VANESSA BURKITT: Ok. If it’s half past eight to half past nine, that’s going to be an additional cost to all the businesses who rely on being able to drive into the city for their work. Already we notice we’ve got huge numbers of buses. My shop as you said earlier on, Catherine Jones, is in Bridge Street, right next to the Round Church. We’re in the heart of the historic city of Cambridge. That area is already absolutely full of buses. You couldn’t put another bus on the roads there. So you depend on people nipping around and getting into the city around the buses. You can’t add more.
PAUL STAINTON: Robin?
ROBIN HEYDON: So the question of course is that if you get all these cars coming into Cambridge, which one of the green parks that we have today would you pave over and build a car park on?
PAUL STAINTON: Parkers Piece?
ROBIN HEYDON: Would you do it on Parkers Piece?
VANESSA BURKITT: Yes. Underneath.
ROBIN HEYDON: Underneath? So you’re going to rip up Parkers Piece and build an understorey car park there? How many billions will that cost?
VANESSA BURKITT: But the whole issue is that the car parks in Cambridge are full because people want flexibility. And we’re a small market town. We haven’t got the interchange of transport that you have in a metropolis like London, or anywhere else where the congestion charge has been implemented. We haven’t got an underground system. We haven’t got a bus system, or we haven’t got a tram system. What we’ve got is what we’ve got. It’s a tiny city.
PAUL STAINTON: So you were expecting something bigger? I flippantly floated the idea of concreting over all the roads and putting trams in and out of Cambridge and big park and rides on each corner of the city a few weeks ago, and I was pooh-poohed for it. But that sounds like a Big Idea to me.
VANESSA BURKITT: It’s a much bigger idea, but a congestion charge as I said seems to be tremendously old hat, and immediately a huge impact of extra costs on all businesses.
PAUL STAINTON: How are you going to win the businesses over Robin?
ROBIN HEYDON: It’s interesting that in the early days of the London congestion charge, before it was brought in, the delivery industry and a lot of those industries didn’t want the congestion charge, because they saw it as an extra tax. But now they’re fully in favour, because they realise that actually paying a small amount of money to get priority access to those roads meant that they could do those priority jobs, get to meetings on time, do the deliveries, much more efficiently.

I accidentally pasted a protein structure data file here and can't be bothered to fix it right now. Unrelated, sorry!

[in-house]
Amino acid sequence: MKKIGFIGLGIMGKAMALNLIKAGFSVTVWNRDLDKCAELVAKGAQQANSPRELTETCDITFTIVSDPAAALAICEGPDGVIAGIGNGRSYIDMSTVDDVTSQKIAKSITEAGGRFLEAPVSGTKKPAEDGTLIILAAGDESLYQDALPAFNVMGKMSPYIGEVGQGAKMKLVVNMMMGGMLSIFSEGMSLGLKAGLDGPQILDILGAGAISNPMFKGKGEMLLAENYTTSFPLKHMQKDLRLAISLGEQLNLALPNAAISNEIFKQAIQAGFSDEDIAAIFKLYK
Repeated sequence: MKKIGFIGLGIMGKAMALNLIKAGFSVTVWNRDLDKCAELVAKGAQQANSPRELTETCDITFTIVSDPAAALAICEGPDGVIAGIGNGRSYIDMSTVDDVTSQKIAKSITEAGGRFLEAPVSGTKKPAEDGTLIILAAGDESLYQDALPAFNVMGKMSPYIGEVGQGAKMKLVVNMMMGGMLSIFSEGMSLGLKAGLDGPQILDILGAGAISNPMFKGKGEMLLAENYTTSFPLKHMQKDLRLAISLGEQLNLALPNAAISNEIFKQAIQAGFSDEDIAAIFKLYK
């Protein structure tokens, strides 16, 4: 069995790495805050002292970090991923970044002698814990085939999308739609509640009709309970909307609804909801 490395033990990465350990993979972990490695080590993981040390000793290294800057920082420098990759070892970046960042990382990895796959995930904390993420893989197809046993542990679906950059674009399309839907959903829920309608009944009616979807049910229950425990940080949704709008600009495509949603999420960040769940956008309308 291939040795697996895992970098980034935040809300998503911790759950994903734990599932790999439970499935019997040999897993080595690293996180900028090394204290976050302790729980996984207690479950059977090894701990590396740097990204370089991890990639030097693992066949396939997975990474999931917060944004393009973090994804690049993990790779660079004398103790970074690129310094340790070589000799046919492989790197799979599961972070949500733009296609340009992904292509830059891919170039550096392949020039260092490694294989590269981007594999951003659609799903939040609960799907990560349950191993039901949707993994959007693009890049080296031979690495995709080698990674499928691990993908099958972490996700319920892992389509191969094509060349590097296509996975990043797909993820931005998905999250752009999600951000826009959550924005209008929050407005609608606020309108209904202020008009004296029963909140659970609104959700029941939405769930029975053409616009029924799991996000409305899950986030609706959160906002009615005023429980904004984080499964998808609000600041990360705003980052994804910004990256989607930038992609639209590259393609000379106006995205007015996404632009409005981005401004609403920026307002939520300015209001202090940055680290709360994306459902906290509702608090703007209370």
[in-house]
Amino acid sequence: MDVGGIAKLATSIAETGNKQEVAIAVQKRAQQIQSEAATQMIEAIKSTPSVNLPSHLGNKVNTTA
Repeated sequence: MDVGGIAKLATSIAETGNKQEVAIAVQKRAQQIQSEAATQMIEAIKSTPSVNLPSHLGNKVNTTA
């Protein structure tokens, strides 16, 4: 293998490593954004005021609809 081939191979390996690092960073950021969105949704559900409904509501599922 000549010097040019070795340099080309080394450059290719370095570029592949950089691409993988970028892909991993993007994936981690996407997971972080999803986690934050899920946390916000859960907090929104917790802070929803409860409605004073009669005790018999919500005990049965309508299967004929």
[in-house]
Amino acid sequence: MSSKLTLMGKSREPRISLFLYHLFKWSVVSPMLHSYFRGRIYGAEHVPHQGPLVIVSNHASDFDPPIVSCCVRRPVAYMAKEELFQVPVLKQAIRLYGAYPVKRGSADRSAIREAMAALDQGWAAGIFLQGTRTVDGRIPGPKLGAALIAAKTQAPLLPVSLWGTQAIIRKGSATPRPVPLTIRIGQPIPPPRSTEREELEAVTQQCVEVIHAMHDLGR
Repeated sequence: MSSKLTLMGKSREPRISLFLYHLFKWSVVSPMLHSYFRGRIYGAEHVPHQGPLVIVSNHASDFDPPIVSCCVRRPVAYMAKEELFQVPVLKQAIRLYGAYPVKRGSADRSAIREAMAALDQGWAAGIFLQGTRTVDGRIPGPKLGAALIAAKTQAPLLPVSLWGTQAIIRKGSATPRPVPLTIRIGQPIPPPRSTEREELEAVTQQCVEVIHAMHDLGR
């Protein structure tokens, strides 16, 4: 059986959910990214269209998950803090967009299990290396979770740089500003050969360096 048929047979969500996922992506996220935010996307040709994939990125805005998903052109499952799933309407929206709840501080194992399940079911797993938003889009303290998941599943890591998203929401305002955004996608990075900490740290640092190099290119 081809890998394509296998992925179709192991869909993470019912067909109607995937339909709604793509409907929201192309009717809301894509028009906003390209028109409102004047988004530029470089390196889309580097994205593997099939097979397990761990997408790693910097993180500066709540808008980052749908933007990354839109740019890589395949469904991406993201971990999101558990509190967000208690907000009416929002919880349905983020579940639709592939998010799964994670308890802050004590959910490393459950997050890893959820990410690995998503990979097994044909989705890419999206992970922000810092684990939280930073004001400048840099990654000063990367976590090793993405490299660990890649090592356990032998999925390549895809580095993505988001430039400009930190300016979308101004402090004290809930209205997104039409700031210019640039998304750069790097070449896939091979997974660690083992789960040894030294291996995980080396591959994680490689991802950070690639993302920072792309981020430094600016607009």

VANESSA BURKITT: Robin, London and Cambridge are two completely different propositions.
ROBIN HEYDON: What’s the difference between having limited road space in Cambridge and limited road space in London?
PAUL STAINTON: The congestion charge though Robin, a few years ago, was ruled out because the public didn’t support it. Why would they support it this time around?
ROBIN HEYDON: Well there needs to be an argument that goes out to the public that explains the benefits of congestion charging, and not just the costs of that.
VANESSA BURKITT: But going back to your previous item ..
PAUL STAINTON: Very quickly if you would.
VANESSA BURKITT: ..smoking’s bad for them but they still do it. Can I just ask you both one question? How many pincodes and passwords do you have to operate your life now? Whether it’s your online banking or whatever it is? Can you remember how many you’ve got?
PAUL STAINTON: What’s that got to do with it?
VANESSA BURKITT: I’ll tell you exactly what it’s got to do with it. Barclays yesterday in a personal meeting, a private meeting, said that their online banking business was too complicated to use, and they were going to increase and put more effort into face to face meetings with people who bank with Barclays. Now if Barclays are finding that the Internet, which everybody thinks is the only way forward at the moment, if they’re already discovering that it’s detrimental to their business, and detrimental to the service that they can provide to people who bank, in favour of getting people into branches, a company as big as that is already changing away from the virtual world and back to the real world, it’s going to mean more people trying to get into their branches, and you’re going to put a congestion charge on it. It doesn’t make sense to give that a disincentive.
PAUL STAINTON: So you’ve got all those extra people … very quickly from both of you now if you would … we’ve got all these extra houses being built on the outskirts of Cambridge, more flats being built inside Cambridge. We’re going to have more and more people coming into the city. Is congestion charging going to stop that Robin? Or is there another idea that we need to think about?
ROBIN HEYDON: There’s only two things you can do. One is to increase the road space, double-decker, six-lane wide freeways across the top of Cambridge colleges, across the backs. Or you do a congestion charge. Road space is free. People are using it any time they want. And that’s what’s causing the problem.
PAUL STAINTON: Vanessa? How would you solve this problem? Cambridge streets are going to get even more clogged up. Very quickly, how would you solve it?
VANESSA BURKITT: As I said before, a much more imaginative scheme of getting people, moving people, around the city, rather than moving them into the city. And the travellator, and the tunnel under the city has been costed, and it has been proved, and in fact it was put forward during debates for 2030.
PAUL STAINTON: Thank you very much. I doubt you two are ever going to agree on this.